The decay kinetics behaviors of Tb3+ in SiO2:xTb3+ sphere were investigated. The lifetime decay curves for the 5D4-7F5 transition of Tb3+ (541 nm) at different concentration were measured at room temperature under excitation of 377 nm. As illustrated in Figure 7, the decay curves for the 5D4-7F5 transition of Tb3+ in all samples could be fitted well by a double-exponential decay  :
Figure 7. The decay kinetics behaviours of SiO2:xTb3+ spheres for x = 0.01 (a); x = 0.02 (b); x = 0.03 (c); x = 0.04 (d); x = 0.05 (e).
where I and are the luminescence intensities at time t and 0, and are constants, t is the time, and and are the decay times for the exponential components. Furthermore, the average decay lifetimes (τ) can be calculated as
All the curves can be fitted by a double-exponential procedure, and the lifetime values of Tb3+ in SiO2:Tb3+ can be determined to be 0.37, 0.74, 1.12, 0.69 and 0.32 ms corresponding to the Tb3+ concentration of 1%, 2%, 3%, 4% and 5% respectively. As seen in Figure 7, with the increase of the Tb3+ content, the lifetime values of SiO2:xTb3+ spheres gradually extended until up to x = 0.03, then tended to decrease. The variation tendency of decay lifetime sequence was consisted with the luminescence intensity of samples. That means both the strongest luminescence intensity and longest lifetime value of Tb3+ in SiO2:xTb3+ sphere ware at x = 0.03.
In summary, a series of SiO2:xTb3+ spherical nanoparticles with various Tb3+ concentrations were successfully prepared via a simple CTAB-based sol-gel process. The as-synthesized samples present a well-defined spherical morphology. Under ultraviolet excitation, the Tb3+ singly doped SiO2 samples show strong green emission. Furthermore, the luminescence intensity of the As-prepared Tb3+ doped SiO2 spherical nanoparticles exhibited a high PL intensity determined by concentration of Tb3+ and achieved a maximum PL intensity (6.03027 × 106) at 3 mol% Tb3+. These results indicate that the As-prepared Tb3+ doped SiO2 spherical nanoparticles with variable concentration could be a potential phosphor to be used in the display and solid state lighting fields.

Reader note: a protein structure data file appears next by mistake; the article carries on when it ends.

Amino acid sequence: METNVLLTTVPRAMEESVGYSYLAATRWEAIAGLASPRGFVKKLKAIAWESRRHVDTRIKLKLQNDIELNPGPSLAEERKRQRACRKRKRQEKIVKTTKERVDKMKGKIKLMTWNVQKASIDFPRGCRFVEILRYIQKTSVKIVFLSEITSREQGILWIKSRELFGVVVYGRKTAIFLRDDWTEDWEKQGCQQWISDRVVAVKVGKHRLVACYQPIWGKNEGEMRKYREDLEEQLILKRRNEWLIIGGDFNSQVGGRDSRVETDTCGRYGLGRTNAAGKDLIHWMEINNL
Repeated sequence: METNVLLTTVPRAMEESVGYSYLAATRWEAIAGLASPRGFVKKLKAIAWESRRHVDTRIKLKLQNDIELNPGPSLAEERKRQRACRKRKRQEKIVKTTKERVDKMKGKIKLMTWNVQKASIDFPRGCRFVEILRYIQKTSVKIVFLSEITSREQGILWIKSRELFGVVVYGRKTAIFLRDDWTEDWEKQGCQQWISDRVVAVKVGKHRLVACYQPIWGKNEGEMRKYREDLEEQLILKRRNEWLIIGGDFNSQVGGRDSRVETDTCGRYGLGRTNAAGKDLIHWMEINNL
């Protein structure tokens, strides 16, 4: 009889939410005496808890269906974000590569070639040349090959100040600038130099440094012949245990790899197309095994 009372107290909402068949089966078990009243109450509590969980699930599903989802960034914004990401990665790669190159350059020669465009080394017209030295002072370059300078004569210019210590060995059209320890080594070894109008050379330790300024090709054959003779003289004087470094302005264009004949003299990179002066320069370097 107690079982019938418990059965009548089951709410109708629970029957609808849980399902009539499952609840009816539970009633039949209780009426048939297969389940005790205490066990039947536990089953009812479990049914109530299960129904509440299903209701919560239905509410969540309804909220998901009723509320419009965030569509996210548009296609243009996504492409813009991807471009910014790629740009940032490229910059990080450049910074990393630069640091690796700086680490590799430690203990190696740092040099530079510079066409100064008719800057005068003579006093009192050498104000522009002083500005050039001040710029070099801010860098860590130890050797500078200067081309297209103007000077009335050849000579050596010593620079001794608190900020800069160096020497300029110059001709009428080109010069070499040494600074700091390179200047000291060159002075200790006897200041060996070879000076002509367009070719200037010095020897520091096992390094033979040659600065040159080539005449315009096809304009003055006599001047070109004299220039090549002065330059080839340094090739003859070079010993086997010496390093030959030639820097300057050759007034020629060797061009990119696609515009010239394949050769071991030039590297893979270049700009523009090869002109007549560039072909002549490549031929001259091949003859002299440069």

This present work was financially supported by the National Natural Science Foundation of China (Grant Nos. 51272085 and 21671078), the Opening Research Funds Projects of the State Key Laboratory of Inorganic Synthesis and Preparative Chemistry and College of Chemistry, Jilin University (2016-06), and Project Supported by Graduate Innovation Fund of Jilin University (2016145). Murad M.A. Abualrejal greatly appreciates Chinese government scholarship 2013.